If Postcards Could Talk: Tragedy cut Smith rally short

By Linda Emley

As promised, I’m going to tell you the story about the 48-star flag that is now on display in the showcase at the Ray County Courthouse.
On Tuesday, Nov. 2, 1948, Harry Truman slept at the Elms Hotel. He ate a ham and cheese sandwich and went to bed at 9 o’clock.
When he woke up the next morning, he had officially been elected to serve four more years as our commander and chief.
The flag I’m referring to was flying over the Elms as Harry S. Truman slept in room 300. It hung for many years in a closet under a staircase at the Elms. In the 1970s, a local guy who worked at the hotel was asked to clean out the closet and found it. Several flags were hanging on coat hangers and this one had a note attached that told its story.
Harry Truman was in Excelsior Springs, but Forrest Smith was the star attraction in Richmond on Election day in 1948. The Richmond News on Friday, Oct. 29, 1948, had a half- page ad announcing “Forrest Smith Day” in Richmond.
“Welcome to Everyone to Attend Forrest Smith Day Monday, Nov. 1, 7 p.m. – West Side Square – Richmond. Band Concert – “Hillbilly” Musicians. Prominent Political Speakers. Come Shake Hands With Our Next GOVERNOR. Sponsored by the Ray County Democratic Central Committee.”
The ad had a picture of Forrest Smith, a Harry S. Truman campaign button, an American Flag and galloping donkeys all around the border.
The following Monday, on Nov 1, 1948, The Richmond News gave a few more details. “WELCOME HOME GOVERNOR FORREST SMITH. Tonight’s homecoming for Forrest Smith, Democratic candidate for governor, will start at 7 o’clock in the circuit courtroom. The program will include. 7 p.m. concerts by the Richmond High School and Lee Hill Billy Bands. 7:45 p.m. Judge H.E. Spencer will present Howard Keel, chairman of the Democratic County Committee. Mr. Keel will introduce the Master of Ceremonies, Dr. Eugene P. Hamilton, who in turn will introduce the visiting celebrates and the honor guest, Forrest Smith.”
On Wednesday, Nov. 3, The Richmond News headlines said, “TRUMAN IN AS PRESIDENT – SMITH VICTOR”. The victory was bittersweet for Forrest Smith because his “Welcome Home” rally took a rather sad turn.
“DR. HAMILTON DIED AT RALLY. Dr. Eugene P. Hamilton, member of a widely known family of Missouri physicians, died here on a speakers’ stand as he prepared to introduce Forrest Smith, Democratic candidate for governor. Dr. Hamilton, a boyhood friend of the candidate’s, had just began the speech when he collapsed. His nephew, Dr. Buford G. Hamilton, said death was caused by coronary occlusion. A large landowner near here, Dr. Hamilton was 68 years old and had been retired from his practice in Kansas City since 1938.
“LARGE CROWD AT RALLY. The rally that had attracted several hundred persons to the courthouse was canceled after the unexpected tragedy. The Rev. Perry Taylor, pastor of the Methodist Church here, dismissed the audience, plainly shocked by the turn of events. Smith planned to close his campaign with a hometown rally here among his old friends and acquaintances. He and Dr. Hamilton had been classmates at Woodson Institute, an academy that was once in Richmond.”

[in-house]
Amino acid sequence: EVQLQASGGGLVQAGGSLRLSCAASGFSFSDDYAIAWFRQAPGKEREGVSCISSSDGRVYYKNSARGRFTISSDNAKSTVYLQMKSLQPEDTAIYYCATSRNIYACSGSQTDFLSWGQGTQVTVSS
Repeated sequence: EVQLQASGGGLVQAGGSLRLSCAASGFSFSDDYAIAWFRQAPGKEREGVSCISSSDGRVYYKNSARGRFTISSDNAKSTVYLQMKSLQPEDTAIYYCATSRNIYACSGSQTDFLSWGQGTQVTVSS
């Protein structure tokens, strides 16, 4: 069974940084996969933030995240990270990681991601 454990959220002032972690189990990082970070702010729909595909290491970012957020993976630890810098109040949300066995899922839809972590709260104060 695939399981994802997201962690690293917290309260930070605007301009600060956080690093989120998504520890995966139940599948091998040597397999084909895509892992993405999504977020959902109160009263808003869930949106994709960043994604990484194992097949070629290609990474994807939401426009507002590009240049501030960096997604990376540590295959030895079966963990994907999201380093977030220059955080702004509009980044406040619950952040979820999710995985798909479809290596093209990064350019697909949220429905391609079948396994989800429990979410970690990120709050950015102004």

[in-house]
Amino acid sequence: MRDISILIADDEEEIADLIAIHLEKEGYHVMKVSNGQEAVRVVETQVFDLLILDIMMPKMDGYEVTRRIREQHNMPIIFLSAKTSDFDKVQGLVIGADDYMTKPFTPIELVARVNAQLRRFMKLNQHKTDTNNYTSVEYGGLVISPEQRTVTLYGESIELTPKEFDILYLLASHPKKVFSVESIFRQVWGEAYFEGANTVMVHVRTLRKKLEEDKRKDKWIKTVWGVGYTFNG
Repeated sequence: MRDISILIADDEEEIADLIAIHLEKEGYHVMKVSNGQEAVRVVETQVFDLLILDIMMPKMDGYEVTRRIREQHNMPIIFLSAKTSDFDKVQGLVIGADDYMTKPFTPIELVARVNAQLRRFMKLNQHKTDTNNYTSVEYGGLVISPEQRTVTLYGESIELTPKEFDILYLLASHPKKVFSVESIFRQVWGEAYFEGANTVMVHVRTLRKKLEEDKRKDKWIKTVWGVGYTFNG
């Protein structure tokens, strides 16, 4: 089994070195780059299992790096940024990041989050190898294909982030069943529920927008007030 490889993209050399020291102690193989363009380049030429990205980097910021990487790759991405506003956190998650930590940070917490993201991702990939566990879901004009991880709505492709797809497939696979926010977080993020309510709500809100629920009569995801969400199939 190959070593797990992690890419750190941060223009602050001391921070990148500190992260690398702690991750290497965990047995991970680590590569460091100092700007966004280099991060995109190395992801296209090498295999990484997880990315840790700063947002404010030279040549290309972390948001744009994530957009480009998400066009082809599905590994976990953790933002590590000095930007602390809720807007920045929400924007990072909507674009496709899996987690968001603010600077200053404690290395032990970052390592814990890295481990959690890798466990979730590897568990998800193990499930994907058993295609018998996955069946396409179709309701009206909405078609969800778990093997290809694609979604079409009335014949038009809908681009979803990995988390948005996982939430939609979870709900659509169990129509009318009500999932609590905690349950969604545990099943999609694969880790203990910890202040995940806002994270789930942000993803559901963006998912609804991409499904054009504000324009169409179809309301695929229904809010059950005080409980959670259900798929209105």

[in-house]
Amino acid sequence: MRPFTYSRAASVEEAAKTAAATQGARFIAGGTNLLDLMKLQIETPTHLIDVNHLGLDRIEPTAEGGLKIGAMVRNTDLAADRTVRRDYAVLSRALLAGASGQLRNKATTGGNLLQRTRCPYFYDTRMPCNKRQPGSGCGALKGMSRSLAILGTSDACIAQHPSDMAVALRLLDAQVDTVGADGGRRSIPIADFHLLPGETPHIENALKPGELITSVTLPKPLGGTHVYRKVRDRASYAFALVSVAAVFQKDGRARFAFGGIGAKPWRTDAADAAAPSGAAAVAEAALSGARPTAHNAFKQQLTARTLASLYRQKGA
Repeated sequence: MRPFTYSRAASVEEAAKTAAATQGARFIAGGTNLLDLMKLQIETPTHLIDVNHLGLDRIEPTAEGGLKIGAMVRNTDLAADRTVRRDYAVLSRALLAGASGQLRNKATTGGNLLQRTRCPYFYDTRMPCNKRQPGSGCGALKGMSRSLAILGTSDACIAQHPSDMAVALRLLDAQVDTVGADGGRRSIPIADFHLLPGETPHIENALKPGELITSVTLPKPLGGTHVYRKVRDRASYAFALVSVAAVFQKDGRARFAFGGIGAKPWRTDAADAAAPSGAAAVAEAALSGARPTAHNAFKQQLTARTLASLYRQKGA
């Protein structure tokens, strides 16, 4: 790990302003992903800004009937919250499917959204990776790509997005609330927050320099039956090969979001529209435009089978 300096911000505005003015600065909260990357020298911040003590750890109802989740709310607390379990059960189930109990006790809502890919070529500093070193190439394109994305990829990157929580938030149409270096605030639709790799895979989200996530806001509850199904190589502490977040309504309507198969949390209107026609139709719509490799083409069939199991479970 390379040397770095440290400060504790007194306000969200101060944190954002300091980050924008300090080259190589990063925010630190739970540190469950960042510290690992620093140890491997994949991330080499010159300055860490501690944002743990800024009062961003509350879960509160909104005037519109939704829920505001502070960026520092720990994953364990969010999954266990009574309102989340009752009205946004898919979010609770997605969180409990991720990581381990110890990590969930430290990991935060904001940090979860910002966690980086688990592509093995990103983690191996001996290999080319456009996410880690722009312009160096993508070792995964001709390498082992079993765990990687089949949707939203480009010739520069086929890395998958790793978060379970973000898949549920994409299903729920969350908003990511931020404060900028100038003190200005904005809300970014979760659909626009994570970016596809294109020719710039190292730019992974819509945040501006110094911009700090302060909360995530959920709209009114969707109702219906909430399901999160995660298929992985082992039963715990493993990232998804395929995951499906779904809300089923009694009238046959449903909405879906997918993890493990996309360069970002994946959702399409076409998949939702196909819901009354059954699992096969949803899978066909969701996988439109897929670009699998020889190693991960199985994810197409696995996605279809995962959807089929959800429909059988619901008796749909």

Due to rain, the rally had been moved inside to the circuit courtroom. The large crowd was packed in the courtroom but everyone left after the pastor offered a prayer. Dr. Hamilton’s death certificate shows his official time of death at 8:30 p.m.
The newspaper didn’t go into many details, but I did get to hear this story from someone that was present. Like many other events at the Ray County Museum, fate stepped in once again and brought me the rest of the story.
One day last fall I was sitting in the library at the museum reading this newspaper account about Eugene Hamilton and in walked Bill Chenault, who always stops by the museum when he is in town.
I started telling him this story and soon found out he knew all the details because he had attended the rally with his parents as a young boy. Bill said Dr. Hamilton had his arm up in the air and was explaining a story when he collapsed. It took a few minutes for everyone to figure out it was not part of his speech.
Dr. Eugene Hamilton was survived by his wife, Emily Rodelle, and two sons, Simpson and Fowler Hamilton. He also had two sisters, a brother and five grandchildren. He was a mason, a veteran of W.W. I and a member of the Christian Church.
He had been a doctor all his life, but he was also a man who loved farming due to his many farming ancestors. Dr. Hamilton is buried at the Sunny Slope Cemetery next to his wife, who lived another 18 years after his death.

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